Heart Health Articles

Obese Men With Prostate Cancer Generally Have Lower PSA Levels

March 19, 2017

Obese men with prostate cancer are more likely to have lower PSA levels than non-obese men with prostate cancer - a higher body mass index (BMI) is linked to higher plasma volume, which in turn can lead to lower PSA (prostate-specific antigen) levels, according to an article published in The Journal of the American Medical Association (JAMA), November 21 issue.

The authors explain that recent evidence indicates that prostate cancer screening may be adversely affected by a higher BMI. Prostate cancer detection accuracy can be compromised if PSA concentration in the blood is lower because of obesity, or other factors. Several studies found that obese men tend to have lower PSA concentrations, compared to men who are not obese.

The researchers say "However, men with higher BMIs also have larger plasma volumes, which could decrease serum concentrations of soluble tumor markers - a phenomenon known as hemodilution."

Lionel L. BaƱez, M.D., Duke University Medical Center, Durham, N.C., and team carried out a study to find out what the link between hemodilution and PSA concentration in obese men with prostate cancer was. The study looked at men who had undergone radical prostatectomy for prostate cancer during the period 1988-2006. 1,373 had been treated at the Shared Equal Access Regional Cancer Hospital, 1,974 at the Duke Prostate Center, and 10,287 at Johns Hopkins Hospital.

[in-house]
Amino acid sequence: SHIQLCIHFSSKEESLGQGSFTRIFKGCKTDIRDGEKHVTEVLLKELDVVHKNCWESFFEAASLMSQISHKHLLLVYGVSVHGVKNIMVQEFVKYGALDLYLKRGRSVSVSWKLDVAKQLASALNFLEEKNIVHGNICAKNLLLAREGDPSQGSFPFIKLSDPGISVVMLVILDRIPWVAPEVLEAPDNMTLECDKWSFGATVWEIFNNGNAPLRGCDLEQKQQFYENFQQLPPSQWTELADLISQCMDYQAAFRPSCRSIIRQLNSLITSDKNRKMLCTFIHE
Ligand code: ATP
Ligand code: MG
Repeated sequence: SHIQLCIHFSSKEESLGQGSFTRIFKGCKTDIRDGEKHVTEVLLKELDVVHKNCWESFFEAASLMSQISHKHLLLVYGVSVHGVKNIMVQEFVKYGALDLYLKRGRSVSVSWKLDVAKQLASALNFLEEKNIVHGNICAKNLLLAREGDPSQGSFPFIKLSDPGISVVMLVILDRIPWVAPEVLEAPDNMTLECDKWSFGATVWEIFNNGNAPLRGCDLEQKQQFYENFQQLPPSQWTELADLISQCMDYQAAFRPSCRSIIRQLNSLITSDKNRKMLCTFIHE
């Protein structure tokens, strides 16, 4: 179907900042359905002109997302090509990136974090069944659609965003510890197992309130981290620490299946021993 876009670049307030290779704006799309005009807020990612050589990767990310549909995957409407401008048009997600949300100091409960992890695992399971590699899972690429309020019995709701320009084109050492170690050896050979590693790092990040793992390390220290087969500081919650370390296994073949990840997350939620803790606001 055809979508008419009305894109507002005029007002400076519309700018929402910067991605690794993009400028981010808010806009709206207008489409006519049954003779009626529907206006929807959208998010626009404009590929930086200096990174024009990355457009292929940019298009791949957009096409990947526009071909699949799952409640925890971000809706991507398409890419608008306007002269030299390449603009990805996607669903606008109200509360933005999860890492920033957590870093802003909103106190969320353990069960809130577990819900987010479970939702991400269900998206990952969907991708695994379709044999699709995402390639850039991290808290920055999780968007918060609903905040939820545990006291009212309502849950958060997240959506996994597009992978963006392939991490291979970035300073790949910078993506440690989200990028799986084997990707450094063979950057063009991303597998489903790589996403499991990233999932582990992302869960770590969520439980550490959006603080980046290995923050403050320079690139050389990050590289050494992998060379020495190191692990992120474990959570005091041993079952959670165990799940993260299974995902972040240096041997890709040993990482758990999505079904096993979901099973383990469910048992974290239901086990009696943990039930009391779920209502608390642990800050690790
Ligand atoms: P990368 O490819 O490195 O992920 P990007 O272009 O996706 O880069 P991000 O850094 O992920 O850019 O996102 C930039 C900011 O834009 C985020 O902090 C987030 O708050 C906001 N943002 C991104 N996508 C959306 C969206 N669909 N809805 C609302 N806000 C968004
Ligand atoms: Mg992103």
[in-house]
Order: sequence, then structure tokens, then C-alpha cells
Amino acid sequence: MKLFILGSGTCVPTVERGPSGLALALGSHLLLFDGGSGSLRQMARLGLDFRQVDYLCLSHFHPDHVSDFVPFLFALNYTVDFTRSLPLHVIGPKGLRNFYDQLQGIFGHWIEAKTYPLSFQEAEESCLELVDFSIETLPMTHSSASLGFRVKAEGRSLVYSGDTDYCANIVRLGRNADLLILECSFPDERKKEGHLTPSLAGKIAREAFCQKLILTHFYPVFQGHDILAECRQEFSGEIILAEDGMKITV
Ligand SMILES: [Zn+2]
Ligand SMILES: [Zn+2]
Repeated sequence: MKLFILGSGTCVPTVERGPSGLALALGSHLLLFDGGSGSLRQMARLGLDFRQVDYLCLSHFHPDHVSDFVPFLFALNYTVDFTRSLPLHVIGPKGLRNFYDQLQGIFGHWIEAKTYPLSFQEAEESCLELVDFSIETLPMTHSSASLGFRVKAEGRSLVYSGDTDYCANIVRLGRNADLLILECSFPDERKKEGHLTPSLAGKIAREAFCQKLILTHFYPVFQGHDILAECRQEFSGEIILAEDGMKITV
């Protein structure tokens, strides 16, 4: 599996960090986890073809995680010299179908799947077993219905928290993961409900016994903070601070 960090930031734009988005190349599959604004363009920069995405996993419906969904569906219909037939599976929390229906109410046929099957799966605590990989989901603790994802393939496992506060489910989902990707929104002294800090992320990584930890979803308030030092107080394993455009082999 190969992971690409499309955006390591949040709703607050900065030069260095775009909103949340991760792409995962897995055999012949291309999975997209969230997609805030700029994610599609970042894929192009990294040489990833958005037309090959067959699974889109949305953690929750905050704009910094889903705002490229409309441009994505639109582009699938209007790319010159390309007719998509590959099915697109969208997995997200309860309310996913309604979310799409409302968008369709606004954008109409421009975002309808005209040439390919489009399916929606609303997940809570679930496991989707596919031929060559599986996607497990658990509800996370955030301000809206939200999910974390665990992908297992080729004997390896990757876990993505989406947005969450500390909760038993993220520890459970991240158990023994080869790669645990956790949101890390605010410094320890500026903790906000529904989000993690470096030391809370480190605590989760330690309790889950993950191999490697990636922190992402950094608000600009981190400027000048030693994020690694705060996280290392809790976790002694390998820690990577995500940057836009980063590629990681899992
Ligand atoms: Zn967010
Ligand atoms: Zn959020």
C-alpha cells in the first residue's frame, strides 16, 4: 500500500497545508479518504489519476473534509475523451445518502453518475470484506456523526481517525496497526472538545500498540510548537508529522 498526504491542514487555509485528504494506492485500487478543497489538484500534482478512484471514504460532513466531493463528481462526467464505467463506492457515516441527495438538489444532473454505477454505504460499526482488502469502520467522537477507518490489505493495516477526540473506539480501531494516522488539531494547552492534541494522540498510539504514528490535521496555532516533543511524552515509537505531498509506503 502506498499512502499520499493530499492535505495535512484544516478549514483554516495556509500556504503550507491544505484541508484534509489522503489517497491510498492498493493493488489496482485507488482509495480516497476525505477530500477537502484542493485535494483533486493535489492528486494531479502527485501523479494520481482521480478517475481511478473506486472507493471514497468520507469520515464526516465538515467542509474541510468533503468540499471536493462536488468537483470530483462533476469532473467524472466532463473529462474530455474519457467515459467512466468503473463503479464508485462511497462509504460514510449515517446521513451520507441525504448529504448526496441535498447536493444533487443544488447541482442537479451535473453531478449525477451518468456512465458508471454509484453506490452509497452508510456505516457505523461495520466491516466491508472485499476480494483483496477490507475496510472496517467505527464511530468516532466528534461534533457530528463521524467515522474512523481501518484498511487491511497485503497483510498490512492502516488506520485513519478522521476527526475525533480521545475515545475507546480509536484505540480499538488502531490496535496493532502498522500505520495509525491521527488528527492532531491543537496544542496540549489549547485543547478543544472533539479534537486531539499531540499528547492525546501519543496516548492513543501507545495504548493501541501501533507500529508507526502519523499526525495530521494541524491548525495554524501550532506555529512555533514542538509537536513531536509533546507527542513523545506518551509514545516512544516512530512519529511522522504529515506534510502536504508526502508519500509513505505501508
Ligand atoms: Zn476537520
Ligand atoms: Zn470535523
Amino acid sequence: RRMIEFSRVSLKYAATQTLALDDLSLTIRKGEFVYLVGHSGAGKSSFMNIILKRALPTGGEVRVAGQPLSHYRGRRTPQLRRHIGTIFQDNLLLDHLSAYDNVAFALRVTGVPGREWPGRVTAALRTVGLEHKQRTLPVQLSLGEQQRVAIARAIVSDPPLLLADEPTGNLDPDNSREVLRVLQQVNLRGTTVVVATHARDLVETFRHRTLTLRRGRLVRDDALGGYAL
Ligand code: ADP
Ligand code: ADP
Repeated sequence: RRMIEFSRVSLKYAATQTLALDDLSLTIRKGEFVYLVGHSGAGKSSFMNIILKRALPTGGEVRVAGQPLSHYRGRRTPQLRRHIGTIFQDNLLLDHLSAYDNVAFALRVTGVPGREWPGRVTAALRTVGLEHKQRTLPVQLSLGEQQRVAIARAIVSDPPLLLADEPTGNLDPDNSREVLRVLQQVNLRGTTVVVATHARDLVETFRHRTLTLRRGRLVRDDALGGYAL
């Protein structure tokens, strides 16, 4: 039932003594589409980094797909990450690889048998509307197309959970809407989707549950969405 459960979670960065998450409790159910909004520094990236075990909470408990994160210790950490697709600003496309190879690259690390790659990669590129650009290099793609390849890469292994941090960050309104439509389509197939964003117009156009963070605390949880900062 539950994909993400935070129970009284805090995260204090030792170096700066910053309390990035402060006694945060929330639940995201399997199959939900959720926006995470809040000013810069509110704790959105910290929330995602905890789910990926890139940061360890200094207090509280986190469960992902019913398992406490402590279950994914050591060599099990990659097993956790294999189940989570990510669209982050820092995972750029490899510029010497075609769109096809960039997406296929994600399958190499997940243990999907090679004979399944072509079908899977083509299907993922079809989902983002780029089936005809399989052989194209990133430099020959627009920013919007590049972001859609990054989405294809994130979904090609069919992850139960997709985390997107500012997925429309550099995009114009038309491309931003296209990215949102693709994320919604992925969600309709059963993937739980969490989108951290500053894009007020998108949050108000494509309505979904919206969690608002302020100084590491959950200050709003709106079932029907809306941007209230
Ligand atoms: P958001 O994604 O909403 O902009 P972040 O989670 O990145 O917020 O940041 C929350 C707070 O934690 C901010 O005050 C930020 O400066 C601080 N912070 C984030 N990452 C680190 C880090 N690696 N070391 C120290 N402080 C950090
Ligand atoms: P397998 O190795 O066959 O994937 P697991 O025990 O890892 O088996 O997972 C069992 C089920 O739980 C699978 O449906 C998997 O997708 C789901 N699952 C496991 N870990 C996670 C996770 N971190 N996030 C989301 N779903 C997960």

The scientists found that there was a significant link between higher BMI and greater plasma volume in all study populations. A man whose BMI is at least 35 has 21%-23% higher plasma volumes compared to a man of normal weight, the authors wrote. After making adjustments for multiple clinicopathological variables, higher BMI was linked to lower pre-operative PSA concentrations in the groups. Men whose BMIs were at least 35 had 11%-21% lower PSA concentrations compared to a normal weight man.

The researchers concluded "In 3 distinct prostate cancer cohorts, all treated by radical prostatectomy, hemodilution from increased plasma volume may be responsible for the observed decreased PSA concentration in men with higher BMI. This association needs to be confirmed prospectively in screened populations that include men without prostate cancer."

JAMA
2007;298(19):2275-2280